What does Christic lived freedom look like?
1. It is freedom from the law, not freedom for the law as Kant maintains.
2. The locale for that freedom is in our relationship with God. Christian liberty is free access to God.
3. How does one live out a law-free life? Is it law-less? Libertine? No. But that danger can never be removed without returning to life “under” the law. The Pauline alternative to “being under the law” is “being led by the Spirit.” All roads of the new creation lead to the open space that is law-free. Clearly no “rules” can be set down, therefore, for the praxis of this freedom. That is part of the eerie, “odd, yes aggravating” character of life in freedom sola fide. It can be lived out only in case-by-case praxis with the free person herself enacting it on location.
4. So it is, on the one hand, “believed freedom”—trusted even in the face of evidence to the contrary—and, on the other hand, “acted-out freedom.” It asserts itself in specific and particular situations of unfreedom. This makes it powerful, for oppression is the place where Christian liberation arises. Its power is the personal presence of the Risen Christ in God’s new creatures defying every kind of interference from the old world of law, sin, and death. It is radically subversive because it is actively at work to bring down all the structures of the old creation and replace them with the kingdom of God. The metaphors that Bertram likes to use of “underground infiltrators, guerilla warriors” are not out of place for describing the children of God and their liberation agenda. Their commission is cosmic.
Pierce’s summary on Luther says it well: “Christian political ministry is the praxis of freedom. It is grounded in the gospel of justification by faith alone, framed within the dialectic of law and promise and worked out in both kingdoms of God’s world.”
If that is so, why did Luther fudge on the Peasants’ revolution, the liberation movement of his day, complete with a Liberation theology supporting it? Admittedly, the players in that complex tragedy and the events themselves are one of church history’s prime jigsaw puzzles. But this much needs hearing: Luther did not object to the Peasants’ cause and the justness of it. What he rejected was the sort of Liberation theology they followed, inevitably leading to the same issue that is largely unresolved in today’s Liberation theology, viz., violence. For Luther, faith in a crucified Christ could not result in crucifying someone else, even if the other person is your oppressor. His cry to the peasants, “Suffering, suffering, cross, cross” was his encouragement to them, not his program for what to inflict on the oppressors.
With such a motto, however, how would Luther’s theology effect liberation? One source for answering this question is his correspondence, that voluminous collection of letters that he wrote (without a word processor!) in daily “political ministry” to all sorts and conditions of people.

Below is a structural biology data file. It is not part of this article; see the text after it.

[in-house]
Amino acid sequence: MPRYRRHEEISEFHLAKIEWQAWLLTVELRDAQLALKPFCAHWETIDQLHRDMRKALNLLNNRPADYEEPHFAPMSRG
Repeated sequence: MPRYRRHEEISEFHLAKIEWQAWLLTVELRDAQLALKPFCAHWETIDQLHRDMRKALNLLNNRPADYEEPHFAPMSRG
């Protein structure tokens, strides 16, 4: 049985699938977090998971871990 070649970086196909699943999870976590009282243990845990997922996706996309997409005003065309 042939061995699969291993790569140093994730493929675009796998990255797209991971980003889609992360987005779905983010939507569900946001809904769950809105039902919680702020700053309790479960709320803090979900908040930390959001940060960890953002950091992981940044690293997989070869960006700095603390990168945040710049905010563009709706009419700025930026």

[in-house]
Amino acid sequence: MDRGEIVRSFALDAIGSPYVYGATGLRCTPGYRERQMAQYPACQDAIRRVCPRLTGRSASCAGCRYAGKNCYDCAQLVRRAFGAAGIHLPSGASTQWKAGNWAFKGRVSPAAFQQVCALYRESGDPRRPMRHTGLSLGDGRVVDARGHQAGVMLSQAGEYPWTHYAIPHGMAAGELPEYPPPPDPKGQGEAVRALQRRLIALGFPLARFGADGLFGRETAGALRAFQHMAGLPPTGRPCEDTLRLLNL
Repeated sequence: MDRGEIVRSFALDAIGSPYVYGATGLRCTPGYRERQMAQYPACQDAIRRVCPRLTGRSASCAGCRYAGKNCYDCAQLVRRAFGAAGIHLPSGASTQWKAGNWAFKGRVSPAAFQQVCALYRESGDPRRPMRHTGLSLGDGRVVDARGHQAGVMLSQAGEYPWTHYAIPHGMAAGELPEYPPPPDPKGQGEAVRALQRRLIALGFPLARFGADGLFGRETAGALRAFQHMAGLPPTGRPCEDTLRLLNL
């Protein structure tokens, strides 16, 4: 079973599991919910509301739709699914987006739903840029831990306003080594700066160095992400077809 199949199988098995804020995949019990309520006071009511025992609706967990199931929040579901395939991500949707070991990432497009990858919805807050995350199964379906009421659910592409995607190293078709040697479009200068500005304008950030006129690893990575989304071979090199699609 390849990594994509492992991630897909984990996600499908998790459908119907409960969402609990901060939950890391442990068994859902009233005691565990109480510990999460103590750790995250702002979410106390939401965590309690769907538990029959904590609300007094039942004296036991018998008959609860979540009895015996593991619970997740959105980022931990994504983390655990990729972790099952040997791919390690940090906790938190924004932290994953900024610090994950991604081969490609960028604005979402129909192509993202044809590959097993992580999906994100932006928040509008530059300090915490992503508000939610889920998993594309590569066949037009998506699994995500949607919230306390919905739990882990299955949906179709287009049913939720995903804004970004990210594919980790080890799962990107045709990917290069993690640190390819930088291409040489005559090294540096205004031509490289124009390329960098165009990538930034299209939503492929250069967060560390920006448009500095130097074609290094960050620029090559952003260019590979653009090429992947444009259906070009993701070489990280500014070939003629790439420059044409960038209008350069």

The last thing you could say of these letters is that Luther “unburdens” Christians from a liberation praxis of their sola fide. On the contrary, in case after case he scores the oppressors and counsels the oppressed not only about their rights, but also about faith’s grounding for their own courageous acts of resistance and opposition. He often calls for radical structural changes in the political economy, though he is, admittedly, not sanguine about their chances of success. His correspondents are urged to model not Superman, but the crucified God, in kenotic solidarity with their fellow oppressed. With all due respect for the structures, ordained of God and all, Luther first calls for action to make the structures conform to the rubrics of Romans 13—for justice and for the preservation of life. And he also pushes for occasional undermining even of the well-functioning structures of the old creation with some experimental infiltration, to subvert them by replacement with the new order of the new creation. But that newer one can never be coerced, for coercion is a trademark of the old. It can only be risked, sola fide, of course, as a third option in the face of any of the either/or’s that the old age seems to lay before us (e.g., either resistance or servitude).
Luther’s classic document on Christians in the political arena is his treatise, On Secular Authority, How Far It Should Be Obeyed. This document remains one of Lutheranism’s best-kept secrets. It starts by giving the biblical grounding for both of God’s kingdoms in this one world of ours. And the kingdom that needed the most help in Luther’s (ours too?) was the secular one, that multiplex network of worldly work to which God calls each of us. That turf and its systems are not first of all demonic; they are a gift of God. The authority in praxis there, even when it goes to coercive means, is godly in origin. It is to be exercised in a way that secures justice and preserve life for all those encompassed in its particular realm. Since it comes with such credentials, the last thing sola-fide Christians can do is “unburden” themselves of their secular ministry there.